Considering the divisions within Phoenix City Council, it is significant that light rail to south Phoenix passed this week by 8-to-1. The five-mile route would mostly be along Central to Baseline Road.
For newcomers to this blog, WBIYB is shorthand for "We Built It, You Bastards." It is my response to the thugs, trolls and hysteriacs that opposed light rail in Phoenix. We built it, the world didn't come to an end, and it is a great success. Light rail is the most hopeful achievement so far for Phoenix to have a quality future.
Now light rail connects to the Sky Train at Sky Harbor. New lines are moving ahead, deeper into Mesa, extensions north and west, and now to south Phoenix. We Will Built It, You Bastards.
Here's an important adjustment that's needed: Run the new line over to Third Avenue and south to Lincoln and then back to First Avenue/Central. That way it can connect with future commuter trains and Phoenix-Tucson rail passenger service that should use a restored Union Station as their hub. It won't cost much more and the benefit will be exponential.
We Will Build It, You Bastards. But the time line is too long — up to a decade. And with Republican austerity ruling in D.C., one hopes the essential federal money will be available. God knows, we subsidize roads and freeways way too much, with enormous damage to the environment. Phoenix should fast-track this.
South Phoenix has always gotten the shit end of the stick from the city's elites. There's a reason that the City Hall crown gives the finger to that part of town. Cluster toxic industries there and pave over the Japanese flower gardens.
Light-rail would be the best way to provide transit to job centers for the working poor. And plenty of new residents with higher incomes have been added over the past 15 years.
Meanwhile, the northwest extension is scheduled to open in 2016. Unfortunately, it misses opportunities. Apparently the line will stop at 19th Avenue and Dunlap. Imagine if it went into the Metrocenter mall? Both would benefit. But I guess this is similar to when the then-owners of the Christown Spectrum (Chris-Town Mall) refused to allow a light-rail station attached to the building.
Contrast: An easy trip in any season, vs. walking across blazing parking lagoons. Gah! Note to anti-LRT crowd: "Those people" drive. The D.C. Metro stops at Pentagon City Fashion Center. The transit node is an asset to the mall.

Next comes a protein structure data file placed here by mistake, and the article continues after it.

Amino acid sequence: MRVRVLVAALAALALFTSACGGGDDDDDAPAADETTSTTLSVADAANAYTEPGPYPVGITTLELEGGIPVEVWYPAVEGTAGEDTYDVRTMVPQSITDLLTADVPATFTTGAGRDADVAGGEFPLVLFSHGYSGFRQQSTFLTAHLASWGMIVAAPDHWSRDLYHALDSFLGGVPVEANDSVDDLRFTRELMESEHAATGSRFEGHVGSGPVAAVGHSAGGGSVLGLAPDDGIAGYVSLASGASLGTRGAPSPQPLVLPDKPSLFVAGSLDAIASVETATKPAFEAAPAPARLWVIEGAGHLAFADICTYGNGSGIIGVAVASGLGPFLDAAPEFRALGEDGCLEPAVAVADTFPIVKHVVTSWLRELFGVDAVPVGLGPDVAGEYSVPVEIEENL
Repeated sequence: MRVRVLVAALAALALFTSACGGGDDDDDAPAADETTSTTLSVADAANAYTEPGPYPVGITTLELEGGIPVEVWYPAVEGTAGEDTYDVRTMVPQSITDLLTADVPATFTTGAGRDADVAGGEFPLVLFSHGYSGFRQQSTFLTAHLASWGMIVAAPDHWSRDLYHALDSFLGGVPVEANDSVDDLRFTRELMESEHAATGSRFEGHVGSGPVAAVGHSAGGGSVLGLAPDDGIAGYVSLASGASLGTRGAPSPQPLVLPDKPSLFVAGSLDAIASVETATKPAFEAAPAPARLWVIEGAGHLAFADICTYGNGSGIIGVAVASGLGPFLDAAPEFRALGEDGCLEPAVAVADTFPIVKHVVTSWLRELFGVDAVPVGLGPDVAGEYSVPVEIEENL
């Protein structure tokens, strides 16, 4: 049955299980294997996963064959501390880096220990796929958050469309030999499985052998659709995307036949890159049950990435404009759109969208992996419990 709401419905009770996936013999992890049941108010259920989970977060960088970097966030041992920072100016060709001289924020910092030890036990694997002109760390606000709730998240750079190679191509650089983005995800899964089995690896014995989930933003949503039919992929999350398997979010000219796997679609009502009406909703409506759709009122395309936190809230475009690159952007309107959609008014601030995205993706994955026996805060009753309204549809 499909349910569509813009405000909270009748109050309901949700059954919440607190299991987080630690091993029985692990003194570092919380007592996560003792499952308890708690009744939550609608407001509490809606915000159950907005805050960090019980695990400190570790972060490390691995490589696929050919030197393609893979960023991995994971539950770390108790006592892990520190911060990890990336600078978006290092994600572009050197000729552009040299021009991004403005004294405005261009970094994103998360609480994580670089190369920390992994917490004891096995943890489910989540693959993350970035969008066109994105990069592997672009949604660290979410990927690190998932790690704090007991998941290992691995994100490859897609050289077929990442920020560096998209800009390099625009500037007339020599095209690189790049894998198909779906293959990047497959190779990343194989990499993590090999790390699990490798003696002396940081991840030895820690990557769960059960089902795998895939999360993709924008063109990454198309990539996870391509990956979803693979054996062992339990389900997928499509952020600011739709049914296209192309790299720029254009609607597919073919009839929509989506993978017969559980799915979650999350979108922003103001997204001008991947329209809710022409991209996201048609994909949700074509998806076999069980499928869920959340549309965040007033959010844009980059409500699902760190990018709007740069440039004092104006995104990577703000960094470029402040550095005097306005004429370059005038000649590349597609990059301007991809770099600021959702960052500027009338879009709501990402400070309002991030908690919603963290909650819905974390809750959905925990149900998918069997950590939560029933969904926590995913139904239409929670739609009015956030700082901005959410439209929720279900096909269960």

Planning for Phase 2 of the route is underway, which will take it all the way to Metrocenter. Here we find some wind at the project's back. The state Transportation Department is more amenable to light rail (a source of construction jobs just like road-building). Councilwoman Thelda Williams is pushing for Phase 2 to reach the mall proper and the owners are encouraging.
This also shows the benefits of fighting to include transit in Prop. 400. The northwest extension is 100-percent locally funded (Phoenix Transit 2000 and the county-wide Prop. 400 tax), which is different from any other line abuilding.
Light-rail is a wonderful way to travel (WBIYB). But the metro area and the state also need "heavy-rail" trains for longer distances, i.e. conventional passenger trains. More about that in a future post.
Finally, Phoenix has yet to focus on its economic bleeding from the core. Light rail could be a great asset. But not of all the action is out on the fringes. And, no, I don't think many people will take LRT to work at the new State Farm office in Tempe, a good three-quarters of a mile walk from the station. Transit has to be close, convenient, frequent, clean and safe.
TAKING NOTE: The Census Bureau reported on income and poverty for counties in 2012. Median household income in Arizona was $47,796 vs. a national average of $51,371.
Looking at peer Western states: Colorado, $56,880; Oregon, $49,090, and Washington, $57,474.
No, living costs are not less for most things. It is a low-wage economy held back by "pro-business" conservative ideology.
Arizona saw 18.7 percent of its households below the poverty line (15.9 percent nationally). Horrifically, 30.5 percent of Arizona children under five live in poverty. In 2007, that number was 22.4 percent.
Maricopa County's median household income was $51,442 last year vs. $54,733 in 2007.
Comparing it to some peer counties: Seattle's King County, $68,944; Portland's Multnomah County, $51,580, and the Denver metro counties ranging from $50,455 to $67,401.
About 88 percent of U.S. counties did worse in 2012 than in 2007, and, as we know, the typical American household is making less than it did in 1989.